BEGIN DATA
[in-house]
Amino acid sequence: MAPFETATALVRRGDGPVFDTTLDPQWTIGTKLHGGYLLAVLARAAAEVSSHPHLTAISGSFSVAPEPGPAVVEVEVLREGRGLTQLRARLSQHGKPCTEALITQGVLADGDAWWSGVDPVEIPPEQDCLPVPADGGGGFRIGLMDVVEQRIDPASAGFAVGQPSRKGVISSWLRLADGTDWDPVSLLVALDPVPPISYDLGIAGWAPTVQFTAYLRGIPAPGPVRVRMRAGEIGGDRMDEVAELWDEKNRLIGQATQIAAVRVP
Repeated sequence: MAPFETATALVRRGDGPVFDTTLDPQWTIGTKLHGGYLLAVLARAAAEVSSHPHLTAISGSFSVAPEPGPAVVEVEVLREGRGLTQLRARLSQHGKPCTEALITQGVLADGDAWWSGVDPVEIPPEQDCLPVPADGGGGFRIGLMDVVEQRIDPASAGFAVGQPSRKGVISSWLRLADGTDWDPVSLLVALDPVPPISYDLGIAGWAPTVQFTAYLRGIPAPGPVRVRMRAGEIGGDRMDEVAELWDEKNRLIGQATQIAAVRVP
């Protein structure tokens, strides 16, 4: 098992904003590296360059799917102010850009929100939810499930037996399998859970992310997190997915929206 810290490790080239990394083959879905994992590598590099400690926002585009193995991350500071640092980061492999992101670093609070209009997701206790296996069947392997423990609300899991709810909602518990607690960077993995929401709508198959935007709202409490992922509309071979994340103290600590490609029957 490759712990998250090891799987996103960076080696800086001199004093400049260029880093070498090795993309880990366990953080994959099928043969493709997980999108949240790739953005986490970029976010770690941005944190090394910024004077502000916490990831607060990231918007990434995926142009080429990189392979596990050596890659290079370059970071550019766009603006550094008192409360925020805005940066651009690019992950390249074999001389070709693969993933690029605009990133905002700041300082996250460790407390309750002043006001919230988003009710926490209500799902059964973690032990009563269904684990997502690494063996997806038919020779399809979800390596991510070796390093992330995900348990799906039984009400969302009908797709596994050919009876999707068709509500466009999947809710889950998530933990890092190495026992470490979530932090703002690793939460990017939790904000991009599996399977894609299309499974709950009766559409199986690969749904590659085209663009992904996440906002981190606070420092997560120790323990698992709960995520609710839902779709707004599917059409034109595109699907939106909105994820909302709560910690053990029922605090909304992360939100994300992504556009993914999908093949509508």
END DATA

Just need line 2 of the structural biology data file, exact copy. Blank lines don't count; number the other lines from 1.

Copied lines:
Amino acid sequence: MAPFETATALVRRGDGPVFDTTLDPQWTIGTKLHGGYLLAVLARAAAEVSSHPHLTAISGSFSVAPEPGPAVVEVEVLREGRGLTQLRARLSQHGKPCTEALITQGVLADGDAWWSGVDPVEIPPEQDCLPVPADGGGGFRIGLMDVVEQRIDPASAGFAVGQPSRKGVISSWLRLADGTDWDPVSLLVALDPVPPISYDLGIAGWAPTVQFTAYLRGIPAPGPVRVRMRAGEIGGDRMDEVAELWDEKNRLIGQATQIAAVRVP